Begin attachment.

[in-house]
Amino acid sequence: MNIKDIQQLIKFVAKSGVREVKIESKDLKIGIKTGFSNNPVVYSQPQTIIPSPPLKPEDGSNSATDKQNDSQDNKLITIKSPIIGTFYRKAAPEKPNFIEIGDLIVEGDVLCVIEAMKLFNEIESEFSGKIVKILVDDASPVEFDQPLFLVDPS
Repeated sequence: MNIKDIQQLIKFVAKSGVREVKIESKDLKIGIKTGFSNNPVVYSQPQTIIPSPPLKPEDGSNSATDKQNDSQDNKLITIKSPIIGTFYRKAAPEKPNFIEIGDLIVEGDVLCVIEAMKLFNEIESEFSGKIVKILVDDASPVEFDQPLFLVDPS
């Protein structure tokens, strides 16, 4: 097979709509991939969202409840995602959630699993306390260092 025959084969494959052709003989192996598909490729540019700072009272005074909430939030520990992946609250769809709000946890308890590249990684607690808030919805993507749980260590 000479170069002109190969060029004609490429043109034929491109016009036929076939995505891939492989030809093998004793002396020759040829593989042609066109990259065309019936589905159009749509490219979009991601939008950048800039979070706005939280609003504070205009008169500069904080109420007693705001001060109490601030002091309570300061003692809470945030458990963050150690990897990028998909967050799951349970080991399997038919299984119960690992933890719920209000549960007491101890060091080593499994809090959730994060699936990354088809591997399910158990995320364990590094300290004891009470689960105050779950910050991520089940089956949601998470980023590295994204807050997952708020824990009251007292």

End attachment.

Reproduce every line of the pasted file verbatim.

[in-house]
Amino acid sequence: MNIKDIQQLIKFVAKSGVREVKIESKDLKIGIKTGFSNNPVVYSQPQTIIPSPPLKPEDGSNSATDKQNDSQDNKLITIKSPIIGTFYRKAAPEKPNFIEIGDLIVEGDVLCVIEAMKLFNEIESEFSGKIVKILVDDASPVEFDQPLFLVDPS
Repeated sequence: MNIKDIQQLIKFVAKSGVREVKIESKDLKIGIKTGFSNNPVVYSQPQTIIPSPPLKPEDGSNSATDKQNDSQDNKLITIKSPIIGTFYRKAAPEKPNFIEIGDLIVEGDVLCVIEAMKLFNEIESEFSGKIVKILVDDASPVEFDQPLFLVDPS
């Protein structure tokens, strides 16, 4: 097979709509991939969202409840995602959630699993306390260092 025959084969494959052709003989192996598909490729540019700072009272005074909430939030520990992946609250769809709000946890308890590249990684607690808030919805993507749980260590 000479170069002109190969060029004609490429043109034929491109016009036929076939995505891939492989030809093998004793002396020759040829593989042609066109990259065309019936589905159009749509490219979009991601939008950048800039979070706005939280609003504070205009008169500069904080109420007693705001001060109490601030002091309570300061003692809470945030458990963050150690990897990028998909967050799951349970080991399997038919299984119960690992933890719920209000549960007491101890060091080593499994809090959730994060699936990354088809591997399910158990995320364990590094300290004891009470689960105050779950910050991520089940089956949601998470980023590295994204807050997952708020824990009251007292």